REPORT: PriForum 2016
by David González
During PriFest, the Prishtina International Film Festival (read news), members from the film industry gathered at the PriForum. From 22-28 April, professionals from the Balkan countries (Croatia, Bosnia Herzegovina, Serbia, Montenegro, Albania, Kosovo, Macedonia, Bulgaria, Romania) and the rest of Europe exchanged views, experiences and advice at Prishtina's Square 21 in order to get a handful of film projects up and running.
The event, which included conferences, debates, workshops and the Best Pitch Competition, kicked off with PriForum director Fatos Berisha and PriFest director Vjosa Berisha outlining the ever-difficult situation for the film industry in Kosovo to those present. The festival decided to take the opportunity to unveil a declaration by the country’s film industry, which wishes to stress that, due to its special situation because of different international recognition, Kosovo is the only country in Europe where filmmakers need special visas to travel to the rest of the continent, as well as it's status as a territory with no legal access to the Eurimages, Creative Europe and MEDIA funds. Hoping to improve the situation, the organisation and the participants backed the declaration right before kicking off the Best Pitch Competition for the Vanessa Redgrave Award.
The competition, hosted by experts Matthieu Darras (artistic director of the Torino Film Lab) and Joana Solecka (marketing and audience strategy development expert at the Torino Film Lab), presented a total of nine projects looking for international co-production partners, sales agents and distributors to a jury formed of film expert Linda Beath, Kean & Kolar Communications managing partner Deborah Kolar, Medienboard Berlin-Brandenburg advisor Brigitta Manthey and producer Cedomir Kolar. The jury then awarded the prize to The Witch Hunter at a special dinner.
An overview of the projects pitched:
Rasko Miljkovic’s The Witch Hunter (Serbia)
(Vanessa Redgrave Award for Best Pitch)
Serbian director Rasko Miljkovic presented his film The Witch Hunter, a project produced by Jovana Karaulic for Belgrade’s Akcija Produkcija. With its mix of reality and imagination, the film depicts the story of a 10-year-old born with mild cerebral paralysis who paints his everyday life through his imagination and inner world. The then lives his life in a whirlwind of mystery and fantasy through his newest friendship with a girl of the same age, yet its all very real: he connects his parents' divorce to a witch haunting them. The film – the original title of which, Zlogonje, refers to a “hunter of evil” in archaic Serbian – was written by Marko Manojlovic and Milos Kreckovic, is budgeted at €494,000 and already has one partner on board, co-producer Ognen Antov of Macedonia’s Dream Factory Ltd, as well as Film Center Serbia’s funding up to half the budget.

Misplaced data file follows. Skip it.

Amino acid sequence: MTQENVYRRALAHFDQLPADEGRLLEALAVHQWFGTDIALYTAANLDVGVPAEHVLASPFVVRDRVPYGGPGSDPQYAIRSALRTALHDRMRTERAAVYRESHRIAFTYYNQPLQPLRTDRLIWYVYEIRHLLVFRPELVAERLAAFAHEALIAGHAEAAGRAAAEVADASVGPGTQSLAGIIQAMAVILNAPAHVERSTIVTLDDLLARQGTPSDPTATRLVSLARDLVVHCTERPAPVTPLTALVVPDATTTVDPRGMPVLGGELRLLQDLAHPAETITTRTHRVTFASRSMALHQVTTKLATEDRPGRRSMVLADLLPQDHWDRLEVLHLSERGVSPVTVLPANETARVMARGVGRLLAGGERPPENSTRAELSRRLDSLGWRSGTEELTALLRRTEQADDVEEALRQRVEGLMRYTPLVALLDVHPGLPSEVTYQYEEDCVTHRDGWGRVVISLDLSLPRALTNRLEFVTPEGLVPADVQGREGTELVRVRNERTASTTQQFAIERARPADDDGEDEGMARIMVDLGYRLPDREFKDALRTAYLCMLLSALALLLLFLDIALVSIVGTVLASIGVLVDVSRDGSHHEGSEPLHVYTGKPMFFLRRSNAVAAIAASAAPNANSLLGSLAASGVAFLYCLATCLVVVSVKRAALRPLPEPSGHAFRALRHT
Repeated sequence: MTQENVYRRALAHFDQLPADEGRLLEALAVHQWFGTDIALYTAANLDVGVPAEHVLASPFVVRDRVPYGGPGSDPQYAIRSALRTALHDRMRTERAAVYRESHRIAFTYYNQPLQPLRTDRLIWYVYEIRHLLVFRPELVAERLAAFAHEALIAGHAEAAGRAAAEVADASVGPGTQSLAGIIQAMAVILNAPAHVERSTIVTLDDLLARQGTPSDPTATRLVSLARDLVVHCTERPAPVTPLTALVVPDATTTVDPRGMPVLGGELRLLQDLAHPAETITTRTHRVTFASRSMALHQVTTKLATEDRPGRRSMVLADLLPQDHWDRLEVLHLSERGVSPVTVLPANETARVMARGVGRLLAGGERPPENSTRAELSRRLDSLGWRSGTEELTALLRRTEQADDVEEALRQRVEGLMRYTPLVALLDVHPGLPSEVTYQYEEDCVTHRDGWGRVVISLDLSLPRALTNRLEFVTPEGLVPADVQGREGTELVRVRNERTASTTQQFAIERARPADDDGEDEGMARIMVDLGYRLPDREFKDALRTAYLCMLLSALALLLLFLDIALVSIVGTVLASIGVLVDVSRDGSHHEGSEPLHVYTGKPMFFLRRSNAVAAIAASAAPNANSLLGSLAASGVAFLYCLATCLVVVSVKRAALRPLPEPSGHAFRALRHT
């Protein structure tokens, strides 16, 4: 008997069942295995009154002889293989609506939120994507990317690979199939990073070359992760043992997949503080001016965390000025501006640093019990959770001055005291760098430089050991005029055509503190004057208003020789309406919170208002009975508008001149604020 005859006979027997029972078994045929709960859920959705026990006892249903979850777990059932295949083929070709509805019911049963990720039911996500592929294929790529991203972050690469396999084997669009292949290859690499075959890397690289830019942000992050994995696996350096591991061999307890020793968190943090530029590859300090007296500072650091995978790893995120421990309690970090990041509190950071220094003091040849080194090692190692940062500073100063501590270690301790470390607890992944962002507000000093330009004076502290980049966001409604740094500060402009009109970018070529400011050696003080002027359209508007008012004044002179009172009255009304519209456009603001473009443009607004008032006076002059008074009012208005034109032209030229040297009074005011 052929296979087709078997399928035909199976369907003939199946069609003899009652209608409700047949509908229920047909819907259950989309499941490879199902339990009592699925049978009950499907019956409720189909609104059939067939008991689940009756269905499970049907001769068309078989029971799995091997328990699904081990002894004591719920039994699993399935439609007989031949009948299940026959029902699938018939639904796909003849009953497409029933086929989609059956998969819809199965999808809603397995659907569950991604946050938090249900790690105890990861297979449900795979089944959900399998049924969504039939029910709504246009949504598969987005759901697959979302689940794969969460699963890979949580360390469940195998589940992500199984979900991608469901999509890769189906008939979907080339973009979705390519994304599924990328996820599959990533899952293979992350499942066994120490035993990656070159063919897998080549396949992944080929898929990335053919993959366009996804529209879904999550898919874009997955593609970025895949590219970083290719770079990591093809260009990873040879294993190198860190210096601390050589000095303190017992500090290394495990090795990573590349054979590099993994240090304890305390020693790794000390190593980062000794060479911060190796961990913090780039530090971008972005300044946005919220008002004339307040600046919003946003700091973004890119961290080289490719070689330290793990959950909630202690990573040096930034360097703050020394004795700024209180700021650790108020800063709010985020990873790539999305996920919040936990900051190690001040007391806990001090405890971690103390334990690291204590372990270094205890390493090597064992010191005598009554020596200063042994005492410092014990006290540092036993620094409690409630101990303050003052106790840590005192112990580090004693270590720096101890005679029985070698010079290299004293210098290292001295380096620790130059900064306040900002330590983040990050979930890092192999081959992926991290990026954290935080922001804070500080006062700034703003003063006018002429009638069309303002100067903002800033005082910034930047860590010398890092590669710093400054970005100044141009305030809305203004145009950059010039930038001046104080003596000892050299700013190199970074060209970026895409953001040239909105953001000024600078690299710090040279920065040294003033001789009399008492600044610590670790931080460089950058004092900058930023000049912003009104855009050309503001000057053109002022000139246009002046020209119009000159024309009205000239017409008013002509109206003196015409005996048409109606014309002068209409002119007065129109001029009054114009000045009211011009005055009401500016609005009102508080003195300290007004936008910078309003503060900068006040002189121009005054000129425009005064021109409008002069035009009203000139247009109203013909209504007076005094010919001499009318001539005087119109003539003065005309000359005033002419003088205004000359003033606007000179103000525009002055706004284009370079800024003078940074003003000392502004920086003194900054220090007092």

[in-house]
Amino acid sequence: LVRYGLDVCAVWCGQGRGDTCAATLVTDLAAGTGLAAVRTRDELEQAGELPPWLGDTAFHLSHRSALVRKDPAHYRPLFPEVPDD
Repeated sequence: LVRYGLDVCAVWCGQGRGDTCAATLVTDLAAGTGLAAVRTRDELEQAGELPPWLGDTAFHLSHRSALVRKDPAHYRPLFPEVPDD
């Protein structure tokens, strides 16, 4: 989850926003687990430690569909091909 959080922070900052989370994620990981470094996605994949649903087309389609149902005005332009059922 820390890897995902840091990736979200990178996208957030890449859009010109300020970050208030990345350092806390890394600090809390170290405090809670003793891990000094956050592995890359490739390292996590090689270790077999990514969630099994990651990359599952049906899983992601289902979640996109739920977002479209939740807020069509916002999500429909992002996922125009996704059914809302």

Florenc Papas’ Open Door (Albania/Italy)
A “very realistic, critical drama” is what's in store for Albanian director Florenc Papas' project, Open Door. The story follows two young sisters, one of whom returns from Italy after finding out she is pregnant, who set off on a long car trip to meet their strict and traditional father – who has made them want to find a man to replace the absent father in his parenting role. Eno Milkani is producing for Albania’s Bunker Film, alongside Daniele Baldacci, who is producing for Italy’s Blue Cinema TV (providing technical equipment and post-production support). The film, budgeted at €360,000, is also planned to be funded by the Albanian Film Center.
Jonid Jorgji’s Three Lions Heading to Venice (Albania)
Three Albanian filmmakers want to attend the Venice Film Festival with their homeland hit The Pleasure of Being Married. They start a journey from Bari to the festival, where they meet three young women, who just happen to be porn stars, leading to a new situation where sex starts to creep into their lives and they decide to make a porn film while they are on the road to Italy. Albania’s Jonid Jorgji has written and will direct the film, which he will also produce alongside Elkjana Gjipali, Gent Prizreni and Enxhi Mero for Albanian outfit Kino Studio Dardan. The “comedy road movie about freedom of love and sex,” according to the director, is budgeted at €250,000, is looking for funding from different institutions such as the Albanian Film Center and is looking for an Italian co-production partner.
Ivan Bakrac’s After the Winter (Montenegro/Serbia/Macedonia)